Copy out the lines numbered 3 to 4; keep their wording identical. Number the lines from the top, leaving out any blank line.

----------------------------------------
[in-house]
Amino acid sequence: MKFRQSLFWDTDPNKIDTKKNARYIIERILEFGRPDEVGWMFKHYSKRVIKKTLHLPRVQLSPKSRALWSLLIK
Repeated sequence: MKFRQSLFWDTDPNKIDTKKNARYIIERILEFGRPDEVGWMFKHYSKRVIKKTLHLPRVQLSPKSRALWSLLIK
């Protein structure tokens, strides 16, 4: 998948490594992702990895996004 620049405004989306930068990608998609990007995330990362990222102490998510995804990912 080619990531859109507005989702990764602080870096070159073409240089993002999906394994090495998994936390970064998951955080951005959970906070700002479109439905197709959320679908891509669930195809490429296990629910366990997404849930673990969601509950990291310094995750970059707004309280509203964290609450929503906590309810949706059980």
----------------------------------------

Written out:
Repeated sequence: MKFRQSLFWDTDPNKIDTKKNARYIIERILEFGRPDEVGWMFKHYSKRVIKKTLHLPRVQLSPKSRALWSLLIK
């Protein structure tokens, strides 16, 4: 998948490594992702990895996004 620049405004989306930068990608998609990007995330990362990222102490998510995804990912 080619990531859109507005989702990764602080870096070159073409240089993002999906394994090495998994936390970064998951955080951005959970906070700002479109439905197709959320679908891509669930195809490429296990629910366990997404849930673990969601509950990291310094995750970059707004309280509203964290609450929503906590309810949706059980």